Is the Tide Changing for the Older Worker?


Rising unemployment is taking its toll on older managers, who are more likely to be laid off and may stay that way longer. Middle-aged employees will find it harder to get a job, compared to younger workers with newer skills, experts say. But the tide may be beginning to change.

U.S. recessions since the oil crisis in the early 1970s each had their own special causes and victims, but they also had something in common: They were over relatively quickly.

The current downturn, however, is deeper and already longer than any since World War II. This spells trouble for one especially vulnerable group — managers in their 40s and early 50s.

They tend to be more expensive than their younger counterparts; they may lack some of the high-tech savvy needed to succeed in a more efficient workplace; and they face a downsized job market that will stay that way much longer than usual.

Even in a “normal” downturn, the job market is a “lagging indicator” (meaning it does not show improvement for several quarters after the start of a recovery). And the current recession is anything but normal.

According to Wharton finance and statistics professor Francis X. Diebold, co-director of the Wharton Financial Institutions Center, the employment picture is closely aligned with the depth of the recession.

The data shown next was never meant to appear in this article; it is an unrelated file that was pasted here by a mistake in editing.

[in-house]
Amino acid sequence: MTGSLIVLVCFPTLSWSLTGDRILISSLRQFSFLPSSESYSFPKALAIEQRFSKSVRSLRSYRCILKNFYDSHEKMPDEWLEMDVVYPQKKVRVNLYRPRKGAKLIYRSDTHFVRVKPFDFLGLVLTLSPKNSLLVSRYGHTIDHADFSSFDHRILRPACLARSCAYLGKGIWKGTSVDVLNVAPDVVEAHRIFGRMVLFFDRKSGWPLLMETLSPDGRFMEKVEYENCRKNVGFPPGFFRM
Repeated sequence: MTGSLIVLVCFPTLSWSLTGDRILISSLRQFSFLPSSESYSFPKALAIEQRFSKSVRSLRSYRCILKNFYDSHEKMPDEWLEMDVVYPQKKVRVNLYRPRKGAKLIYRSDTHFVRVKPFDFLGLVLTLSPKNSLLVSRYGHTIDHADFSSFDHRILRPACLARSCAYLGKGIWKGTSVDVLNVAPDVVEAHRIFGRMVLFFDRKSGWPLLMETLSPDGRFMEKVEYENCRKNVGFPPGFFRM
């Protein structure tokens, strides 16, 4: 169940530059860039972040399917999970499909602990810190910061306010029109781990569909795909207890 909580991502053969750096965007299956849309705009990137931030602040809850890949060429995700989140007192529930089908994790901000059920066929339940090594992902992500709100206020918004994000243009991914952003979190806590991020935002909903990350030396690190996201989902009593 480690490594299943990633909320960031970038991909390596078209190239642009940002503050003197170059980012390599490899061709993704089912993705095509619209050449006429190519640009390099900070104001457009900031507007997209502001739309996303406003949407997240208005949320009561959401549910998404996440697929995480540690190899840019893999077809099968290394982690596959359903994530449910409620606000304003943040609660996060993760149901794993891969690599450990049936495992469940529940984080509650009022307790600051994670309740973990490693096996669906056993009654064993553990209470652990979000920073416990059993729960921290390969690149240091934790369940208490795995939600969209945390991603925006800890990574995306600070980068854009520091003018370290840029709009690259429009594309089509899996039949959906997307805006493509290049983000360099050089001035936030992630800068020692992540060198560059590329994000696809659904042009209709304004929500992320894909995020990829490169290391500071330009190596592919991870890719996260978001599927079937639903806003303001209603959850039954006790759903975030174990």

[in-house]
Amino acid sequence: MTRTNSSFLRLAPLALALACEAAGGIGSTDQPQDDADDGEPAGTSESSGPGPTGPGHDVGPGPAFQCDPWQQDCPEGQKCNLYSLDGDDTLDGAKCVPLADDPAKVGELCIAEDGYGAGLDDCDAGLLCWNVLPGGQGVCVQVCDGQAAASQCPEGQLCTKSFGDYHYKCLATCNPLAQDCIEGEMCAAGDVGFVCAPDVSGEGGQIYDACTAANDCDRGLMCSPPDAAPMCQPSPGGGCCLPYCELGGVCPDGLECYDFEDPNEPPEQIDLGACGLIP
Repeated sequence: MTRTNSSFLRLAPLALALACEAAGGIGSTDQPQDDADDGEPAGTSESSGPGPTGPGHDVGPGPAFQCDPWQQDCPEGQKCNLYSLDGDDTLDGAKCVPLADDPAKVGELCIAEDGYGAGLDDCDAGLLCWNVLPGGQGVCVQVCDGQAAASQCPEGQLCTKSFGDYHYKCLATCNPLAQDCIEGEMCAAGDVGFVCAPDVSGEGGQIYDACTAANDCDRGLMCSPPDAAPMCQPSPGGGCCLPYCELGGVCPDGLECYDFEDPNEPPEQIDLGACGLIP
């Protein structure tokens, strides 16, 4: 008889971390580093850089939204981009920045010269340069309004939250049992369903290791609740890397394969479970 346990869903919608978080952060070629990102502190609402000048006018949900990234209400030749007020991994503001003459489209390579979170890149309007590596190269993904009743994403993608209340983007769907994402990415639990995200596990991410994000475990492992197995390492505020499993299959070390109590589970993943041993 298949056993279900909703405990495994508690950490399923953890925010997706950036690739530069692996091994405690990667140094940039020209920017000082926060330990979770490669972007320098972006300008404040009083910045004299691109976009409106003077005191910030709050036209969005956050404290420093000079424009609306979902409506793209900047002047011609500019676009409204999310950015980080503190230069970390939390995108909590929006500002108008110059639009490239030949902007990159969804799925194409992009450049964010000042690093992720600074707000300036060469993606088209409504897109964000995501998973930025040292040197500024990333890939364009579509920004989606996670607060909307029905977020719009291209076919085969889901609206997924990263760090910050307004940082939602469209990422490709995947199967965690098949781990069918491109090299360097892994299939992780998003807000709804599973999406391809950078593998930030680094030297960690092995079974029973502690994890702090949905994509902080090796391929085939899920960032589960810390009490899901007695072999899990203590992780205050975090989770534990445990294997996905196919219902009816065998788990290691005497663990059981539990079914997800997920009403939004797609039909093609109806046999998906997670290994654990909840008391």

If the recession really did bottom out in February or March, and if we stay on track and start growing at a positive rate by the end of this year — which is by no means certain — it could still be 2013 before we see some significant employment optimism.

A generation ago, says Wharton management professor Peter Cappelli, director of Wharton’s Center for Human Resources, “layoffs at this level were temporary. Not now.”

Even if an equivalent job were open at another company, that company will most likely not fill the position or will hire from within. In addition, Cappelli notes, in the 1990s, the economy experienced a “big wave of startups that would take on corporate people who had lost their jobs or bailed out of them. These days, we don’t see those smaller companies on the horizon.”

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